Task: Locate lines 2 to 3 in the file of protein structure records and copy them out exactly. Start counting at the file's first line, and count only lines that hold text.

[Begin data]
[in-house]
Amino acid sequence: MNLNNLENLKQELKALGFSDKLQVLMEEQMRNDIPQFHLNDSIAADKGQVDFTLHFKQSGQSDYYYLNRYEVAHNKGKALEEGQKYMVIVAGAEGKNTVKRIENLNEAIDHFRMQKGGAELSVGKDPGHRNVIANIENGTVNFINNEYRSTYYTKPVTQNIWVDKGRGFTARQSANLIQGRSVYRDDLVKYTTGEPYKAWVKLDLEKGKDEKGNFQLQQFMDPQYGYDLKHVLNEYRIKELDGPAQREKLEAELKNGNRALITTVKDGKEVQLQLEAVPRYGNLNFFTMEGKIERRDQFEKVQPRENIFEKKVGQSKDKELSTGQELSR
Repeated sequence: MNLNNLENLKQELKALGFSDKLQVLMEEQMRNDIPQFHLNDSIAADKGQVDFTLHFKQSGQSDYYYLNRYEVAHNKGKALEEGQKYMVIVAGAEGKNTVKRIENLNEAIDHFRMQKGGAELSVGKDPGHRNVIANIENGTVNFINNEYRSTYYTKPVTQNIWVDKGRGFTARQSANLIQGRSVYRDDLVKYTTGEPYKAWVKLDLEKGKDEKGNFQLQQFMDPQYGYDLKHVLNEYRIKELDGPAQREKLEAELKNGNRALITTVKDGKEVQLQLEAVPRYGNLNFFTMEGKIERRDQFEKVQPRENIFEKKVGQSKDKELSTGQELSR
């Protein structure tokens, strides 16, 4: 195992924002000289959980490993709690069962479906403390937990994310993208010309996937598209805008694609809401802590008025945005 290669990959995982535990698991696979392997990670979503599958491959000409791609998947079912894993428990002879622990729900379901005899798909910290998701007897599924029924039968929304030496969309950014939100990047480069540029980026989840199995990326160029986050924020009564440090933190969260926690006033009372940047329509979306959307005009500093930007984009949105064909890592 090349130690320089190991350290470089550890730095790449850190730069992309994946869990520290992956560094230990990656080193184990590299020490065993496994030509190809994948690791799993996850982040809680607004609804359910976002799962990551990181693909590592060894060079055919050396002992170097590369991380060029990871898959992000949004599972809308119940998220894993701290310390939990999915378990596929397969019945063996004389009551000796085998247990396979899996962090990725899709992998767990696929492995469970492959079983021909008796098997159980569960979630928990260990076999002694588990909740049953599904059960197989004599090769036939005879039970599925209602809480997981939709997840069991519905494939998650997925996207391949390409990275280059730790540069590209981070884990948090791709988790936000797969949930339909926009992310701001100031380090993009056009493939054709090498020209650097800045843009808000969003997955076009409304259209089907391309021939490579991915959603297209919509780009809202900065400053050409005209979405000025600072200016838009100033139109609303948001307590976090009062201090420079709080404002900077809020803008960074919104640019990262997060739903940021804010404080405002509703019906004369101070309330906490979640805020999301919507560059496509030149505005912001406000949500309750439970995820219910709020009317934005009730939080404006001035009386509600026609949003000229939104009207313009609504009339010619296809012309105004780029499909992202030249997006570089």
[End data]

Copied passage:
Amino acid sequence: MNLNNLENLKQELKALGFSDKLQVLMEEQMRNDIPQFHLNDSIAADKGQVDFTLHFKQSGQSDYYYLNRYEVAHNKGKALEEGQKYMVIVAGAEGKNTVKRIENLNEAIDHFRMQKGGAELSVGKDPGHRNVIANIENGTVNFINNEYRSTYYTKPVTQNIWVDKGRGFTARQSANLIQGRSVYRDDLVKYTTGEPYKAWVKLDLEKGKDEKGNFQLQQFMDPQYGYDLKHVLNEYRIKELDGPAQREKLEAELKNGNRALITTVKDGKEVQLQLEAVPRYGNLNFFTMEGKIERRDQFEKVQPRENIFEKKVGQSKDKELSTGQELSR
Repeated sequence: MNLNNLENLKQELKALGFSDKLQVLMEEQMRNDIPQFHLNDSIAADKGQVDFTLHFKQSGQSDYYYLNRYEVAHNKGKALEEGQKYMVIVAGAEGKNTVKRIENLNEAIDHFRMQKGGAELSVGKDPGHRNVIANIENGTVNFINNEYRSTYYTKPVTQNIWVDKGRGFTARQSANLIQGRSVYRDDLVKYTTGEPYKAWVKLDLEKGKDEKGNFQLQQFMDPQYGYDLKHVLNEYRIKELDGPAQREKLEAELKNGNRALITTVKDGKEVQLQLEAVPRYGNLNFFTMEGKIERRDQFEKVQPRENIFEKKVGQSKDKELSTGQELSR